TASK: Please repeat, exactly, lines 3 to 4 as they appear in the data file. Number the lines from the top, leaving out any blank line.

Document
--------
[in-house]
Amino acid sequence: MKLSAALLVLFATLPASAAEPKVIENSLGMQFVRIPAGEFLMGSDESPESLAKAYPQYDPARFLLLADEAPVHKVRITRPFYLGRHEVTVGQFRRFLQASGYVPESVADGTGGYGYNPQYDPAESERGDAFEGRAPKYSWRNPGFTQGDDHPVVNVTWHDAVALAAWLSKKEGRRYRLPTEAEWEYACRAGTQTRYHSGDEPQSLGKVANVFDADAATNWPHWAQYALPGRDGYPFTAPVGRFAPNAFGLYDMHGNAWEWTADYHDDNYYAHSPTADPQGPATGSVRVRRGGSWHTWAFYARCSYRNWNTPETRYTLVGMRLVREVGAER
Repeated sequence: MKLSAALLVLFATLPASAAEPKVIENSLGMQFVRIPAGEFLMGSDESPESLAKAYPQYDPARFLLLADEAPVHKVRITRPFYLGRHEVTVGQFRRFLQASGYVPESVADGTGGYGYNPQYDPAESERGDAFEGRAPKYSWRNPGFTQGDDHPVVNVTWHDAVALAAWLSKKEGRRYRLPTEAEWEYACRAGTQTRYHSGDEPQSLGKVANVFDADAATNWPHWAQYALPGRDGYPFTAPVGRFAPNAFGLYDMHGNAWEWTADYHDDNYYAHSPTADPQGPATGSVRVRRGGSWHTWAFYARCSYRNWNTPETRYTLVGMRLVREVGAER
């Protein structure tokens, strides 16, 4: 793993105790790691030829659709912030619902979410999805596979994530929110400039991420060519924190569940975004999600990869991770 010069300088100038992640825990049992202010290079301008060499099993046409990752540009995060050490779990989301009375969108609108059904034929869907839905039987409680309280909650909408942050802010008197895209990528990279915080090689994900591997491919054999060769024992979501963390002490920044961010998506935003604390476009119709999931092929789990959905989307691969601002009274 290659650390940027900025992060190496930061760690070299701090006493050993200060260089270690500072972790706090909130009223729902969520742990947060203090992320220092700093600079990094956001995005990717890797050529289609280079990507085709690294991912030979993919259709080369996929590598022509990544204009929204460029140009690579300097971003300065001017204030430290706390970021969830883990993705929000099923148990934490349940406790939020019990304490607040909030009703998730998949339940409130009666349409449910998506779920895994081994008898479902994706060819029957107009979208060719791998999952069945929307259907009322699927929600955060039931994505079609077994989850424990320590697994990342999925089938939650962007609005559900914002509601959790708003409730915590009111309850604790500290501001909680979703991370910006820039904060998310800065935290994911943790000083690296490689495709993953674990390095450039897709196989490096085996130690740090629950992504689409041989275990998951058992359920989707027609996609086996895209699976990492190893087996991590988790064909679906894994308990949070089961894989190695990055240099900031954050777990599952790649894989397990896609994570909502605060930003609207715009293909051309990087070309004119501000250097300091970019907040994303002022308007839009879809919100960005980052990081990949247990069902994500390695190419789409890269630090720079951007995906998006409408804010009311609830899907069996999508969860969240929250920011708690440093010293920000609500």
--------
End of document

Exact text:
Repeated sequence: MKLSAALLVLFATLPASAAEPKVIENSLGMQFVRIPAGEFLMGSDESPESLAKAYPQYDPARFLLLADEAPVHKVRITRPFYLGRHEVTVGQFRRFLQASGYVPESVADGTGGYGYNPQYDPAESERGDAFEGRAPKYSWRNPGFTQGDDHPVVNVTWHDAVALAAWLSKKEGRRYRLPTEAEWEYACRAGTQTRYHSGDEPQSLGKVANVFDADAATNWPHWAQYALPGRDGYPFTAPVGRFAPNAFGLYDMHGNAWEWTADYHDDNYYAHSPTADPQGPATGSVRVRRGGSWHTWAFYARCSYRNWNTPETRYTLVGMRLVREVGAER
């Protein structure tokens, strides 16, 4: 793993105790790691030829659709912030619902979410999805596979994530929110400039991420060519924190569940975004999600990869991770 010069300088100038992640825990049992202010290079301008060499099993046409990752540009995060050490779990989301009375969108609108059904034929869907839905039987409680309280909650909408942050802010008197895209990528990279915080090689994900591997491919054999060769024992979501963390002490920044961010998506935003604390476009119709999931092929789990959905989307691969601002009274 290659650390940027900025992060190496930061760690070299701090006493050993200060260089270690500072972790706090909130009223729902969520742990947060203090992320220092700093600079990094956001995005990717890797050529289609280079990507085709690294991912030979993919259709080369996929590598022509990544204009929204460029140009690579300097971003300065001017204030430290706390970021969830883990993705929000099923148990934490349940406790939020019990304490607040909030009703998730998949339940409130009666349409449910998506779920895994081994008898479902994706060819029957107009979208060719791998999952069945929307259907009322699927929600955060039931994505079609077994989850424990320590697994990342999925089938939650962007609005559900914002509601959790708003409730915590009111309850604790500290501001909680979703991370910006820039904060998310800065935290994911943790000083690296490689495709993953674990390095450039897709196989490096085996130690740090629950992504689409041989275990998951058992359920989707027609996609086996895209699976990492190893087996991590988790064909679906894994308990949070089961894989190695990055240099900031954050777990599952790649894989397990896609994570909502605060930003609207715009293909051309990087070309004119501000250097300091970019907040994303002022308007839009879809919100960005980052990081990949247990069902994500390695190419789409890269630090720079951007995906998006409408804010009311609830899907069996999508969860969240929250920011708690440093010293920000609500």